The good news is that the piece survived being wrapped around an 11” diameter drum scanner. The gold looks no worse for wear and I am almost breathing again. The less than good news is that gold leaf doesn’t scan worth a damn. I’m not laying this on the fabulous folks who did the scan, they did the best they could, and if it wasn’t for the gold, the scan would be perfect. This is going to lead me on my next big adventure in art prints; how do you reproduce gold in an archival print?
Meanwhile, back at the drawing board…
My original concept had the bees in a more abstracted form. But when the colors in the spiral started doing cool things, I knew the bees had to be more realistic, thereby adding depth. They are not completely realistic, they still fit within the confines of a circle, but there was a lot of – draw a few lines – look at a photograph – draw a few lines – look at a photograph. The painting process wasn’t much faster.
With the bees finished, I moved on to the ‘black’. I write it that way because it isn’t black. In fact there isn’t any black on this piece at all. What you see here is a mix of Burnt Umber and Ultramarine. If any of you have studied classical painting, you will have heard of this mixture. I had not until recently. My usual mix for black is Alizarin Crimson, Prussian Green, and Indigo. I think these pigments have seen changes that offer better lightfastness and lower toxicity, and I think there has been a color shift as well. My old black mix doesn’t respond the way it used to. It’s a subtle thing that most people would not notice. I do. So I went to the Ultramarine/Burnt Umber mix and got very nice results. There was a slight panic when I realized I had no Burnt Umber paint. Luckily I remembered my natural pigments and ground up a small batch. It blended beautifully with the Ultramarine. The snippet you see above is just the first layer. I went back with two or three more layers to get the density I wanted without that flat wash look.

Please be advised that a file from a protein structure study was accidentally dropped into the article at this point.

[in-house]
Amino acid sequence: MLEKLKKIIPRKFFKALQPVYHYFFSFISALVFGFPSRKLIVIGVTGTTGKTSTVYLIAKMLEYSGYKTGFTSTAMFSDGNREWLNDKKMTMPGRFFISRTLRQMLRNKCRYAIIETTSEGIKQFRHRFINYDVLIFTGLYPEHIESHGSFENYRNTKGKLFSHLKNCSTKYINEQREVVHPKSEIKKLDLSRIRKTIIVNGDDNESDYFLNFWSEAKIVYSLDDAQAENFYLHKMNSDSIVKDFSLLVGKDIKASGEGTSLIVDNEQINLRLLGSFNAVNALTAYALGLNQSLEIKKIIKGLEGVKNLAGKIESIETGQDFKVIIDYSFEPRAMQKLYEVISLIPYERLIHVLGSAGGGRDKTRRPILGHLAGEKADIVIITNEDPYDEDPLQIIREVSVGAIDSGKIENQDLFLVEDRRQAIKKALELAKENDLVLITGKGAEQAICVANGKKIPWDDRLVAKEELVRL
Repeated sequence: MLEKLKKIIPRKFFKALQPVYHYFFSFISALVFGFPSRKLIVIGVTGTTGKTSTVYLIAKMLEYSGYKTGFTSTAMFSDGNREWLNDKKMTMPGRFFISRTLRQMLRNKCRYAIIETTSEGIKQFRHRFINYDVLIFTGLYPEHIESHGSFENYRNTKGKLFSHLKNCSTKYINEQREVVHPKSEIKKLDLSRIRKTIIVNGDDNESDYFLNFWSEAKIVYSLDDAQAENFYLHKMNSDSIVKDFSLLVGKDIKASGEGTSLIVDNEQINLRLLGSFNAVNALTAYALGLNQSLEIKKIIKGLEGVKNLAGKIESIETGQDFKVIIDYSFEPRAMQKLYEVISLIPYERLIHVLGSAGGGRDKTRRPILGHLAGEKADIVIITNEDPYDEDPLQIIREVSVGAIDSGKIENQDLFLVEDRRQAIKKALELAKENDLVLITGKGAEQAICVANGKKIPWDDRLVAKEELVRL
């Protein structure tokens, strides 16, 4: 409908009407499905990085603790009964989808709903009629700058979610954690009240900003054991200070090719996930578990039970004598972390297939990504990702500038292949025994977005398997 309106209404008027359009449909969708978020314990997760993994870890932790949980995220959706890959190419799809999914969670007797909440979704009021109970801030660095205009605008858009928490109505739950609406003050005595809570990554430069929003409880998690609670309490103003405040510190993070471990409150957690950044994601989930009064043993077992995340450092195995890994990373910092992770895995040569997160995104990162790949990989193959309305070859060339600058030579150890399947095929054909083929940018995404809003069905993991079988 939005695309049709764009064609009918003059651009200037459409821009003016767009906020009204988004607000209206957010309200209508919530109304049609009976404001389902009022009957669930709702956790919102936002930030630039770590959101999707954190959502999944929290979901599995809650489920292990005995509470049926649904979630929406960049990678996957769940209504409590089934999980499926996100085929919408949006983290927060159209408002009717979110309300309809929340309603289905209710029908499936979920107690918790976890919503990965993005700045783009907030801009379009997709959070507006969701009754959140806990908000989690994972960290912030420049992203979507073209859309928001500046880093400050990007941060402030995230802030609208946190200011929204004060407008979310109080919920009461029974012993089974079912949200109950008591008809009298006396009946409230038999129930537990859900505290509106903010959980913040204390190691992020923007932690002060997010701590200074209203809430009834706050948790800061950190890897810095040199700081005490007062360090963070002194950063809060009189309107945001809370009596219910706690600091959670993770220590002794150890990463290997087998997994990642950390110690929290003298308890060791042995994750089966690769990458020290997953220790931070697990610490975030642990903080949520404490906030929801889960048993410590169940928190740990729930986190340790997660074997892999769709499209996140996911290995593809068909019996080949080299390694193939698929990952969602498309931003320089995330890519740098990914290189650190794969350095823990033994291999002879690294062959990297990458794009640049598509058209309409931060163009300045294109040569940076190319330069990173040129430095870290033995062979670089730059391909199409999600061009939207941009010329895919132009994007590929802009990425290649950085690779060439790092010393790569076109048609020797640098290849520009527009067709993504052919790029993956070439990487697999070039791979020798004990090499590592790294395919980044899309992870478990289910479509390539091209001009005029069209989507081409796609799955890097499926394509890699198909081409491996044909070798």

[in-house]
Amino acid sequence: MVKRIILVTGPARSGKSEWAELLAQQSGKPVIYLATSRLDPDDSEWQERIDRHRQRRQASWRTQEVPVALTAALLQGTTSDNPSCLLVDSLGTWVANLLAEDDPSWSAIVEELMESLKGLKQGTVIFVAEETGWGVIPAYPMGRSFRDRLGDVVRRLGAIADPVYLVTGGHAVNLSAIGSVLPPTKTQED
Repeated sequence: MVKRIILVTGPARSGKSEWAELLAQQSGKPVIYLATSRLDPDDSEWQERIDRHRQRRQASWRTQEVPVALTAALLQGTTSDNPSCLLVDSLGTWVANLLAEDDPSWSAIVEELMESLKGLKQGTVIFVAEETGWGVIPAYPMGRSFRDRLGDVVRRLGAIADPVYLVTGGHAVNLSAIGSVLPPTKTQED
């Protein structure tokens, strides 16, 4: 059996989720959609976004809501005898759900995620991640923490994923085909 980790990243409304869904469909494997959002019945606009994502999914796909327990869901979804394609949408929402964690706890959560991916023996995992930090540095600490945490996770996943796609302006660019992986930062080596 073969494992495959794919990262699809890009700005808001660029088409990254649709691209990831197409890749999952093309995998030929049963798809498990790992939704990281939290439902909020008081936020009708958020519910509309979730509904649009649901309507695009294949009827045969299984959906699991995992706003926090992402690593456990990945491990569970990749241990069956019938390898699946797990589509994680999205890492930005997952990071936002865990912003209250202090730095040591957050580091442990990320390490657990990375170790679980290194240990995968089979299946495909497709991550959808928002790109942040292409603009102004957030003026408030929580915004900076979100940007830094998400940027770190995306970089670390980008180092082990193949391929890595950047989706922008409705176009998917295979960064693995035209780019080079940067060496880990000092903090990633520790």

I am very pleased with the finished piece. I’ve been calling it the bee spiral, but the real name is ‘The Waggle Dance’, and the gold pattern in the corners is derived from the motions the bees go through. Honey bees use this ‘dance’, and others, to communicate the location of a nectar source when they return to the hive. It is thought that some insecticides may inhibit the bee’s ability to waggle dance, thus making it harder to find food, which in turn, could be a contributor to colony collapse disorder. For this reason, I’m going to dedicate at least 10% of sales to research and preservation for honey bees.